July 21, 2010

Teaching and learning

El Cabrero is on the road for a few days. Goat Rope will continue to appear, but there may or may not be links and snarky comments about current events.

In the meantime, I'll be serving up some of my favorite sayings by and about the ancient Chinese philosopher known in the West as Confucius. As I mentioned before, I tend to be partial to Lao Tzu, whose Taoist ideas represent the other pole of Chinese thought, but Master Kung knew a thing or two about a thing or two.

I could be wrong about this, but it seems to me that people and cultures immersed, consciously or otherwise, with an appreciation of Confucian values tend to do pretty well wherever they land. These values include social responsibility, family, and above all a love of learning an education.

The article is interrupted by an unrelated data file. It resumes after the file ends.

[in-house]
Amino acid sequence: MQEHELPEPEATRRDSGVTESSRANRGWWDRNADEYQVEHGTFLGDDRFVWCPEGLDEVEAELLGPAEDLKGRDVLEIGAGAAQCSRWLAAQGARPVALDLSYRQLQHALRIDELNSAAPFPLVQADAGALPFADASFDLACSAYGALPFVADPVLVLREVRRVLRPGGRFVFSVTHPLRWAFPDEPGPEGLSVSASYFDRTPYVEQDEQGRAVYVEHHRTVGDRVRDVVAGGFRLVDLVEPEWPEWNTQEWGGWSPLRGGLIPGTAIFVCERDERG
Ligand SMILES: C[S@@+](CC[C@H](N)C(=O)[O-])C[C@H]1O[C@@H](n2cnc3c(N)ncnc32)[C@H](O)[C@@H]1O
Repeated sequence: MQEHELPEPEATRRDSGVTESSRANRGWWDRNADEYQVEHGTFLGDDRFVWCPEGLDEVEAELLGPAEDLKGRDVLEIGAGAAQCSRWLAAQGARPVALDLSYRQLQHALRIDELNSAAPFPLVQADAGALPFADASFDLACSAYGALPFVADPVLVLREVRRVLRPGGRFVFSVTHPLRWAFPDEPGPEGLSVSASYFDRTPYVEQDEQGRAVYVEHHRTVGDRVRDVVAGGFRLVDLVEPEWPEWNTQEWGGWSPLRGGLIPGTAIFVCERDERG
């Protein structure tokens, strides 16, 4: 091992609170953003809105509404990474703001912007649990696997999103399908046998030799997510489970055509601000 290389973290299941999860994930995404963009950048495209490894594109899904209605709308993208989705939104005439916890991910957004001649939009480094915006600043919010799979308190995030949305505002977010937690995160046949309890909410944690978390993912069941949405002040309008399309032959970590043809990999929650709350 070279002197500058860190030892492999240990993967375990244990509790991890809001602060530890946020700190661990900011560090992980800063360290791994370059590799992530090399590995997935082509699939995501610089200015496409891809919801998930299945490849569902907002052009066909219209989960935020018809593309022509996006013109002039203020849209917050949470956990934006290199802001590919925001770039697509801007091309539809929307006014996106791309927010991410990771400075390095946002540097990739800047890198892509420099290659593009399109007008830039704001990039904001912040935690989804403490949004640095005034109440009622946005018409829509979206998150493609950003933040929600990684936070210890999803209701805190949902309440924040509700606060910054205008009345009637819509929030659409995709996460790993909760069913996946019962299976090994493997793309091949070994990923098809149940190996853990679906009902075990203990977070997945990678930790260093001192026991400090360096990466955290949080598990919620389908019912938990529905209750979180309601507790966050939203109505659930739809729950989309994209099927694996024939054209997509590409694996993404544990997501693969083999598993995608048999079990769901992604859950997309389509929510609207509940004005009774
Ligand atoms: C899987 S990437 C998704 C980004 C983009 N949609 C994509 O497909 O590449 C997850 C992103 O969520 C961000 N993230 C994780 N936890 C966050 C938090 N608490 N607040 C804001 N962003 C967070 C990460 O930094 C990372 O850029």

The very first line of The Analects, a collection of sayings by and about Confucius goes like this:

Confucius said, is it not a pleasure to learn and to repeat or practice from time to time what one has learned?

Learning, as he understood it, was a matter of character, morality, and social ethics. It was also a lifelong task. As he put it,

At fifteen my mind was set on learning. At thirty my character had been formed. At fifty I knew the Mandate of Heaven. At sixty I was at ease with whatever I heard. At seventy I could follow my heart's desire without transgressing moral principles.

He also had some interesting ideas about the nature of mental development, which should involve not just taking in knowledge but a creative response as well. Without both, there could be trouble:

He who learns but does not think is lost; he who thinks but does not learn is in danger.

And here's an example of some pretty advanced thinking for that day and age:

In education there should be no class distinctions

We're still working on that one.

NOTE: I'm on the road and this post has been scheduled in advance so it won't reflect any big news items that come up. Well may the world go.

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